If College Sports Players Can Get Paid, Now it is Time For Interns to Get Paid

Marina Aina, a 21-year-old student majoring in American Studies at Pomona College, poses for photos on the school’s campus in Claremont, Calif., Thursday, Sept. 22, 2022. Aina was used to getting paid for her internships and could not see taking an unpaid opportunity over a summer job. “If I felt that it wasn’t compensated then I wouldn’t go for it because I wouldn’t have the funds to cover it,” Aina says. “I wouldn’t want to ask my parents, who are helping me pay for college, to pay for something I’m doing over the summer.” (AP Photo/Jae C. Hong)

If College Sports Players Can Get Paid, Now it is Time For Interns to Get Paid

The value of an internship is unmistakable. It teaches marketable skills, it builds professional networks, and it helps students test-drive careers.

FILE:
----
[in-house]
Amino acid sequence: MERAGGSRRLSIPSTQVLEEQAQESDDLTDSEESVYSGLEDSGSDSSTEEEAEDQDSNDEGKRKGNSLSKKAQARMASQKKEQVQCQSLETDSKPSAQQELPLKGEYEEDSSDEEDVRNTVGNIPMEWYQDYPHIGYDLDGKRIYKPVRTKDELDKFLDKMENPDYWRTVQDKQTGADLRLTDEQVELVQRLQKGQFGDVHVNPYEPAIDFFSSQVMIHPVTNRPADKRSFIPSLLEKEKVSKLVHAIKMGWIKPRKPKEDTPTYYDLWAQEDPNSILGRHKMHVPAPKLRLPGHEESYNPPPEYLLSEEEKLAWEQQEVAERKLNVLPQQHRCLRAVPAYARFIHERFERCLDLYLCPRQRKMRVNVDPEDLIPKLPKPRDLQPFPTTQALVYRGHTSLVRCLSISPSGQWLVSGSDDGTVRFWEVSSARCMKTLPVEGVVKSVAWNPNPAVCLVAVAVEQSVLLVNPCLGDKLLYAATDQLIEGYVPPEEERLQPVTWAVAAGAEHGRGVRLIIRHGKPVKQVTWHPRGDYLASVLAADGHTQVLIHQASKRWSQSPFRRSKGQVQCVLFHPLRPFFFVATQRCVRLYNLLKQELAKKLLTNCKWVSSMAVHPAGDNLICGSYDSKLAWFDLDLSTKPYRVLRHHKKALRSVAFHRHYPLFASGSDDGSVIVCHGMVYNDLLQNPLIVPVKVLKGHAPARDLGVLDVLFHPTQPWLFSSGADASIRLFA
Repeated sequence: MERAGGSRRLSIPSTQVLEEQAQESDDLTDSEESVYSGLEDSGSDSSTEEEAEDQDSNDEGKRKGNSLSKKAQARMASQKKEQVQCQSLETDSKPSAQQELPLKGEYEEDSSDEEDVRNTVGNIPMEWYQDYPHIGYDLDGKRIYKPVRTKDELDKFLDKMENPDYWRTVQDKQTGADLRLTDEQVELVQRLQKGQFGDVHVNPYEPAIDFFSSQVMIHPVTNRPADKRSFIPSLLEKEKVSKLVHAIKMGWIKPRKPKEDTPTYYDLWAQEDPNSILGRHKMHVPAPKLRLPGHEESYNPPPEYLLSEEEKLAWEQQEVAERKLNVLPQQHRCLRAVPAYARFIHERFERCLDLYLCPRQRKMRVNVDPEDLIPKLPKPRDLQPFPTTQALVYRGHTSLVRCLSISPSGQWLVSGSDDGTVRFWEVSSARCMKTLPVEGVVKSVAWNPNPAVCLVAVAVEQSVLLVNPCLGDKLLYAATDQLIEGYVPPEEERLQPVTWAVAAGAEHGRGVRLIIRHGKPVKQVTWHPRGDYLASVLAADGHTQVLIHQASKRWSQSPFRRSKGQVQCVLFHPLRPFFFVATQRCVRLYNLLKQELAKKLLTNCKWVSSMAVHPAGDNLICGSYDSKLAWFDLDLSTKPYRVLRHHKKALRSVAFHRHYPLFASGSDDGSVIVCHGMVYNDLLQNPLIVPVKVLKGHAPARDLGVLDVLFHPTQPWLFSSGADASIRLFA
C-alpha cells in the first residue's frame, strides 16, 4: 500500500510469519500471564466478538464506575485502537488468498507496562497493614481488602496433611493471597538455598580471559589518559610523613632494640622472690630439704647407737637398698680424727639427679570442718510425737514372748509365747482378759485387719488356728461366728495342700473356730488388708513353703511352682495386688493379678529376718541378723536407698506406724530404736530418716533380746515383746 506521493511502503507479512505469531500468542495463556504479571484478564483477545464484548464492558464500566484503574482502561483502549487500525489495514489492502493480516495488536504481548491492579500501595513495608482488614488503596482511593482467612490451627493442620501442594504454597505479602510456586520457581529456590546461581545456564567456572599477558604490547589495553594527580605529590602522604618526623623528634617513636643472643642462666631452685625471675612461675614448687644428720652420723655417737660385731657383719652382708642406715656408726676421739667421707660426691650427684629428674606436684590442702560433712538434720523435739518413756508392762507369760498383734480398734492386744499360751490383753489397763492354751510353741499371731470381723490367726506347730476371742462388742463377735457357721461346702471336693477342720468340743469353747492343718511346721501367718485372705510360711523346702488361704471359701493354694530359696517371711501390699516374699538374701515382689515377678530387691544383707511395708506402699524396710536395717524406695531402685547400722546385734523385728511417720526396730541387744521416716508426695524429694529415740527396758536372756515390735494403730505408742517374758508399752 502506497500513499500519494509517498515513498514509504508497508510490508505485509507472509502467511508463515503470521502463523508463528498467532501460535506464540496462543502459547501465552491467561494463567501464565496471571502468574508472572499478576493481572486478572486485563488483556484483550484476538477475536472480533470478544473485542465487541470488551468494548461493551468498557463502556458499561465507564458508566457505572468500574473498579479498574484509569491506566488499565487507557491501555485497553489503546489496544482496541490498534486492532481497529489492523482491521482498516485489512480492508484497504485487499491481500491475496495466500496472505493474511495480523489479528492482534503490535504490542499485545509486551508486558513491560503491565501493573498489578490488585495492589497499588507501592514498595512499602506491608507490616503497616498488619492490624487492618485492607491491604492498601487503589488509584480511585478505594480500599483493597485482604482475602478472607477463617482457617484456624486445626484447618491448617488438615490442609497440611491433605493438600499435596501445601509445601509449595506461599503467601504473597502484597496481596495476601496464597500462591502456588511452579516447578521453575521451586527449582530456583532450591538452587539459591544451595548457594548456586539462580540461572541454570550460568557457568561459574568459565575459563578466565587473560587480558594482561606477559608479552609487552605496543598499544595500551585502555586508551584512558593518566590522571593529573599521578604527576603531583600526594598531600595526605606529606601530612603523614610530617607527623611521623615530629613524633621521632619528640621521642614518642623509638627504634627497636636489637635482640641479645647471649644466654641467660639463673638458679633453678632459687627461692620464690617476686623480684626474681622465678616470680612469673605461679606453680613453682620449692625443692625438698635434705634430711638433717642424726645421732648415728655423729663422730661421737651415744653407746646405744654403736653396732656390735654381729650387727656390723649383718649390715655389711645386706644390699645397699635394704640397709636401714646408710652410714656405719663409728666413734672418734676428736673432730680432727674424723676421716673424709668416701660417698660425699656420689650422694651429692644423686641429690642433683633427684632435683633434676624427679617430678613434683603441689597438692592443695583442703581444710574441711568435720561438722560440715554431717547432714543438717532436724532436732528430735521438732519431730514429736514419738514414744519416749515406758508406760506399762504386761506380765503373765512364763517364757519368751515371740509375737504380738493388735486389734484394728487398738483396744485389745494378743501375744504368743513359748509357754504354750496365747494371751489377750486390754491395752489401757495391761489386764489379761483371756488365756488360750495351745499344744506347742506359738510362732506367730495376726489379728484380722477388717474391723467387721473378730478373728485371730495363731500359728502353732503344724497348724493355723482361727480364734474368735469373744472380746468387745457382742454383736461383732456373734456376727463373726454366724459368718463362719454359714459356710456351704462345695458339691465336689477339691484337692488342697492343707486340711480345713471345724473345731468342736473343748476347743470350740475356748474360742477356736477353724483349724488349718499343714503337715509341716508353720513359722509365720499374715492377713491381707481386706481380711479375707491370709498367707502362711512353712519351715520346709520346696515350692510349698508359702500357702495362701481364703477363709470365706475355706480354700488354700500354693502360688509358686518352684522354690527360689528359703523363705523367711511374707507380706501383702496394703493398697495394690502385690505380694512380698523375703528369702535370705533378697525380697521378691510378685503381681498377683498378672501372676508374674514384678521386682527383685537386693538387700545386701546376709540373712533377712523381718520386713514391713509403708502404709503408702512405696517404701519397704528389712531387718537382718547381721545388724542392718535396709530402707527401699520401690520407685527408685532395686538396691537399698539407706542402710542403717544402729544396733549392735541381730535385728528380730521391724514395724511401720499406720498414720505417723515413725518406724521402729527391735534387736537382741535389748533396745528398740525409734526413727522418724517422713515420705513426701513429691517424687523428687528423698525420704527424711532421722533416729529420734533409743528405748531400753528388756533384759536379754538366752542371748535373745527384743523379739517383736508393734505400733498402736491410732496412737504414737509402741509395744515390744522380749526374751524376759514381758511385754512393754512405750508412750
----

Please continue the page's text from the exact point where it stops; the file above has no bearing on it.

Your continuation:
But the benefits are not available to all: Close to half of all internships are unpaid, putting them out of reach for students who need wages to keep up with their bills, even if the work has nothing to do with their intended careers.

Unpaid internships are facing new scrutiny from colleges, state lawmakers –- and even the White House, which announced its interns this fall will be paid for the first time to help remove “ barriers to equal opportunity ” for low-income students.

And students are leading the effort -– saying they can’t afford to meet internship requirements, and shouldn’t be expected to work unpaid to make it in a given field.

Denice Brambila, 26, last spring completed an unpaid internship that was required by her social work master’s program at San Diego State University.

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